Chancelade is a small boy apparently determined to take from life all he can. His author uses the boy's projected life as a peg to which he can attach his own games and experiments. What we get, unfortunately, are incidents without purpose or sense…. In an attempt to fill the pages, Le Clézio ranges from chapters of sign language, Morse and straight incomprehensibility to theology, and questions (arbitrary and unoriginal): 'Do you like money? What will it be like a million years from now? Where is God? How will it all end?' He lists the human contents of a beach (twenty-nine names). Science fiction interrupts and we are treated to variations on a theme by Asimov and Clarke which evolve into mathematics….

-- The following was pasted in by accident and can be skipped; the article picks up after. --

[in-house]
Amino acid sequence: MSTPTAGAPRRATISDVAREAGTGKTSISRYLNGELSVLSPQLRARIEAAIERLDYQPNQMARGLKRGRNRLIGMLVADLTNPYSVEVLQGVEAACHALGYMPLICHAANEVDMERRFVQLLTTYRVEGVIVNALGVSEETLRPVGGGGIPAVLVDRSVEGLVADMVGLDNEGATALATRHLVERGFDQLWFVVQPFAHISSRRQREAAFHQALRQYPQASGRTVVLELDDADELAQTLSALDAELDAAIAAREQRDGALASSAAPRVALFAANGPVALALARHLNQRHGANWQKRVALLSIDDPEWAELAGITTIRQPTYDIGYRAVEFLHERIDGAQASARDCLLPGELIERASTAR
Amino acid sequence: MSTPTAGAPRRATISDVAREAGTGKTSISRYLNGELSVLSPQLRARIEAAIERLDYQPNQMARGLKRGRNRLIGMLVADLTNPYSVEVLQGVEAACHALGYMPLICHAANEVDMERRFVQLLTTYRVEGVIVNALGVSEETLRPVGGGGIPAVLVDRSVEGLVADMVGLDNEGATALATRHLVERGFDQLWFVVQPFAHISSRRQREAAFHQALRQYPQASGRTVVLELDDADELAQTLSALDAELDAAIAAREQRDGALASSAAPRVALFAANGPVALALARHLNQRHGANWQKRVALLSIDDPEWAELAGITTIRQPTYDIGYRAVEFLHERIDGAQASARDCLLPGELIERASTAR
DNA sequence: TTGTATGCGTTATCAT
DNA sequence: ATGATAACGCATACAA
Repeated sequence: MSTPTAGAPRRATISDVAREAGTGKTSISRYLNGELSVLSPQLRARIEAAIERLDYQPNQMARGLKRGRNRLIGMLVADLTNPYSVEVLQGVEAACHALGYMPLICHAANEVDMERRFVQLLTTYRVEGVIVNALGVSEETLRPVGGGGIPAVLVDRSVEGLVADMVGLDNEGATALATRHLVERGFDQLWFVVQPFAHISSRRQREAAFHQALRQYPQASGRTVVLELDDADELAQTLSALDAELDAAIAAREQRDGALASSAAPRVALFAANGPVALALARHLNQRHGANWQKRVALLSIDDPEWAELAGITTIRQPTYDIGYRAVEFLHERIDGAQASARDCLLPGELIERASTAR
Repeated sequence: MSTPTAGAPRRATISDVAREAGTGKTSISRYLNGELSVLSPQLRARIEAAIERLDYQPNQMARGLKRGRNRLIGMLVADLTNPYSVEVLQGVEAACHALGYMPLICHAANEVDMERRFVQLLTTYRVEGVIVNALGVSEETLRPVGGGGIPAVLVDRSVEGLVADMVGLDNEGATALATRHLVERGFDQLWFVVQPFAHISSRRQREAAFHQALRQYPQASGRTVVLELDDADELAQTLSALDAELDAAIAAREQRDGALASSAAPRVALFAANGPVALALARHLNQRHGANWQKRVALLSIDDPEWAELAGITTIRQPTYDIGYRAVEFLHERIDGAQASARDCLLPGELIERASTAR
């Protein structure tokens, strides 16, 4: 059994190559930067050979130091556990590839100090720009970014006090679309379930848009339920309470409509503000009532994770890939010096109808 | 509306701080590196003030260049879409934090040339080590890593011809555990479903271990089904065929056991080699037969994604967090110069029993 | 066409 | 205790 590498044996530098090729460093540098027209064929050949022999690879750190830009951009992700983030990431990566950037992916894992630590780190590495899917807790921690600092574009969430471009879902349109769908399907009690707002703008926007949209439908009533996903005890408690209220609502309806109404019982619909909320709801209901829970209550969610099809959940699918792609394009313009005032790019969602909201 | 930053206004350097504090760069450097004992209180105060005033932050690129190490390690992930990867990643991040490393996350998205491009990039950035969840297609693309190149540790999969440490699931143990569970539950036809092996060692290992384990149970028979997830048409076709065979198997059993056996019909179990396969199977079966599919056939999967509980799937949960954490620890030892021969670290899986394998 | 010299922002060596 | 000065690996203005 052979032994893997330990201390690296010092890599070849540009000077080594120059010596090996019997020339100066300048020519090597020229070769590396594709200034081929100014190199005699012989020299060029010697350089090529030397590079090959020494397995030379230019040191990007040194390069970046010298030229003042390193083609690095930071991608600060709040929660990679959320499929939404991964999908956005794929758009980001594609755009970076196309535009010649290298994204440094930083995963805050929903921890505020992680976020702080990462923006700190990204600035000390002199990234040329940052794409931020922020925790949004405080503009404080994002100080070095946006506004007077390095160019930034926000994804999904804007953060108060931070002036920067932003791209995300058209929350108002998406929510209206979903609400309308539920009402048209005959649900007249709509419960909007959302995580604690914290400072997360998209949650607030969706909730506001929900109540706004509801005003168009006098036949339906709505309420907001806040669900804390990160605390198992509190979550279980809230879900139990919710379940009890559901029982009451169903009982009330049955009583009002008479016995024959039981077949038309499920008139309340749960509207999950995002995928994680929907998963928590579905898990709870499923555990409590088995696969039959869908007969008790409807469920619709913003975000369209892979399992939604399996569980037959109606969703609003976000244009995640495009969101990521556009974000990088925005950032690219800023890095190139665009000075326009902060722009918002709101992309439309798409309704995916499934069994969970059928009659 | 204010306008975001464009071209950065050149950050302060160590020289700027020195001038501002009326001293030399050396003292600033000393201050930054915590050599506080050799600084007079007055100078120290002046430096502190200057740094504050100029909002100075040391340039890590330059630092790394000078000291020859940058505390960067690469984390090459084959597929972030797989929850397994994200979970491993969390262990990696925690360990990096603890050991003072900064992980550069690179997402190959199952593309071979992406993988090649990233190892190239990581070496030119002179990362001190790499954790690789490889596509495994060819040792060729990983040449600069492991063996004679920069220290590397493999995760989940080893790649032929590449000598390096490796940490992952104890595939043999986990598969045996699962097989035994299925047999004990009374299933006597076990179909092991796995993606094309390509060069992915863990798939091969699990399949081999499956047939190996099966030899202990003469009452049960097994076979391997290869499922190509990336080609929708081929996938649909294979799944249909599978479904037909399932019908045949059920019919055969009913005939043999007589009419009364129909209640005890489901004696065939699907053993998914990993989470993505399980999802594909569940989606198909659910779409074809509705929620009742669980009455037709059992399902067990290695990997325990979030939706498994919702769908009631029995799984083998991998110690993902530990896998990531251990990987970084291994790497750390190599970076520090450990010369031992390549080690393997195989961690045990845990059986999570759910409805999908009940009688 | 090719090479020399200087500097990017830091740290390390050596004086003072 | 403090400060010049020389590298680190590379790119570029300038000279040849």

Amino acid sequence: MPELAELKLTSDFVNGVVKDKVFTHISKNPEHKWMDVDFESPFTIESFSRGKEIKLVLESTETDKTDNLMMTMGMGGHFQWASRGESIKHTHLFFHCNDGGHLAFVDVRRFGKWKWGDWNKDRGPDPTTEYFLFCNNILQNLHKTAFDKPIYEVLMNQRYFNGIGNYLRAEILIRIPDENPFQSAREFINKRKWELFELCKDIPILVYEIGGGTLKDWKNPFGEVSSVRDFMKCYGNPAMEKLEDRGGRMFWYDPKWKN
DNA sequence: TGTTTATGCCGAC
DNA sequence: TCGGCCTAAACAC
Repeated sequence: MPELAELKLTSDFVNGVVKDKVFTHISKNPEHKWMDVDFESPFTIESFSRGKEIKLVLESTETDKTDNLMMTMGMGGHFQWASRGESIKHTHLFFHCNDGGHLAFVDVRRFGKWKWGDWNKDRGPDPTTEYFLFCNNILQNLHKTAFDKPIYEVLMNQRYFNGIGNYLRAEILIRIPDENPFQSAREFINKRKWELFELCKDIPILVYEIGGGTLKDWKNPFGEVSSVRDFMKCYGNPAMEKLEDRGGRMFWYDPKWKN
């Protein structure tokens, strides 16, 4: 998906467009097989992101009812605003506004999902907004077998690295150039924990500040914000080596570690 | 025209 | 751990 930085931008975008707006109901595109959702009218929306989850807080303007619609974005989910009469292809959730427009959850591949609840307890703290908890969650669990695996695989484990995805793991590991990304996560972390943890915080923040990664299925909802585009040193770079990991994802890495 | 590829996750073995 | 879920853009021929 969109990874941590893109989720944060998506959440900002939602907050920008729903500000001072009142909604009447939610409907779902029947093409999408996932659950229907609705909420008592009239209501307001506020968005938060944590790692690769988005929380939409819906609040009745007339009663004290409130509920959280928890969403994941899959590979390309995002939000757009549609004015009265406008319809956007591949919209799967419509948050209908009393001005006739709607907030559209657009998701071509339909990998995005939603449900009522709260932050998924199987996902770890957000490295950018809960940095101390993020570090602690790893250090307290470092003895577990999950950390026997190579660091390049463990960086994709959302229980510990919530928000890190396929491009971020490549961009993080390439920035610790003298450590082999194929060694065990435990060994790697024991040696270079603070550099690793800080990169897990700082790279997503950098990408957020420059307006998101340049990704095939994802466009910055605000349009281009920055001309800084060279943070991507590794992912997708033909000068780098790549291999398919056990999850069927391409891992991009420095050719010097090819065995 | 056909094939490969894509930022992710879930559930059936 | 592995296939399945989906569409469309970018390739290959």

[We] get a wooden dialogue. The narrative includes such felicities as butterflies which 'dart madly,' centipedes which have 'a thousand feet,' trees which stand 'peacefully,' nightingales with 'artificial cries' and potato bugs which make 'vain' excursions. And, despite his SF interest, Le Clézio can still write of the 'four corners of the sky.' Or was St Jerome playing tricks again? The book as a whole...